Tracking carcass value
A third component of the system is the Tagger Interface Module, designed to help packers refine their value-based marketing programs.

Packers typically sort carcasses based on grade and yield characteristics for various customers and marketing programs. This technology automates the process, assigning objective data to each carcass and assigning them to the marketing channels where they have the highest value. It also provides detailed records and reports useful to the packer in optimizing plant production systems.

Benefits to the industry
Once implemented by packers and marketing cooperatives, various components of the CVS system could enhance the level of value-based pricing available to producers. More accurate measures of carcass yield and beef palatability could allow packers to predict the absolute value of individual carcasses. Combined with individual animal identification and a good flow of information through the production chain, the system could provide a valuable tool for producers to improve the value of their cattle, along with an incentive to do so.

ConAgra Beef is preparing to test the video imaging equipment at its Greeley, Colo., beef facility. “We know the system does what the manufacturer says it will do, so the purpose of our test phase will be to determine how the system can work in a practical setting at line speeds,” says Bret Fox, ConAgra’s director of industry affairs and media relations.

“Initially, we’ll be using the system to further refine our carcass sorting so that we can optimize product utilization,” Mr. Fox says. Once we’ve seen how the system performs for those purposes, we’ll consider the role it can play in value determination and pricing.”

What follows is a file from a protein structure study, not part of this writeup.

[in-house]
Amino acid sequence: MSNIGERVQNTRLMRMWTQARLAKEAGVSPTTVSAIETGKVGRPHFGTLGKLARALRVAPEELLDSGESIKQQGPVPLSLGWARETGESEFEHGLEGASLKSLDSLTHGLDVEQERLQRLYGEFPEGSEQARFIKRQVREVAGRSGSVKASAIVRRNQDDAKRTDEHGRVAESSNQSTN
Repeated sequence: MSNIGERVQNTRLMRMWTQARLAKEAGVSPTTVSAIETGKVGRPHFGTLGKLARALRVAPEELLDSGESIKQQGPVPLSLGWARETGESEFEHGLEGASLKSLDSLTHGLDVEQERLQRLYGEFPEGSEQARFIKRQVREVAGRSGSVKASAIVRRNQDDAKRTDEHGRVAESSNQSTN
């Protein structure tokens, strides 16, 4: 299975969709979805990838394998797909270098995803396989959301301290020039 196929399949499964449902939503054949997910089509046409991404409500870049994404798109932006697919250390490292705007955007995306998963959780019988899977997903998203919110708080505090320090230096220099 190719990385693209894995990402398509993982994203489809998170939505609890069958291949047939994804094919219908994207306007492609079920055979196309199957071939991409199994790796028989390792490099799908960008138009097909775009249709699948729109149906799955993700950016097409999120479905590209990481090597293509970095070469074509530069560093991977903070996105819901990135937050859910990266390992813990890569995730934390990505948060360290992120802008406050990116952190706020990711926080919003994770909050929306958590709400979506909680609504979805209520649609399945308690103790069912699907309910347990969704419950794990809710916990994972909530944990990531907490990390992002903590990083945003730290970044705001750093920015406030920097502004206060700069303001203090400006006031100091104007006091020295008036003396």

What remains to be developed, however, are additional branded beef programs and distribution channels. “The packers have to have an outlet that’s prepared to accept a premium product,” Mr. Goldberg says. “They have to have retailers lined up to sell the product. They have to have shelf space set aside for the product. They have to get a lot of people on board. These things take time. At the same time, they have to be careful not to denigrate the quality of their commodity product.”

But retailers may not wait for packers to utilize these systems. “Supermarkets have inquired about this technology,” Mr. Goldberg says. “They’d like to develop their own branding programs rather than rely on packers to do it.”

Regardless of when electronic grading technology is fully implemented, Dr. Belk says it behooves producers to pay close attention to the quality of cattle they’re producing. “Today, the good cattle subsidize the bad cattle.”

But once electronic grading comes into use, there will be increased pressure on producers to improve their management practices to maximize their quality and yield targets. “If you don’t know what your cattle do, then you’re going to get penalized,” he says.

At the same time, however, electronic grading technology provides a way for producers to learn from their mistakes.

“This could be very helpful if information is conveyed back to producers,” says Kansas State University Meat Scientist Michael Dikeman. “The question is, how much of that information will be readily passed back to producers?” Ultimately, he says, use of electronic grading could enable the industry to look beyond genetics in identifying beef management practices.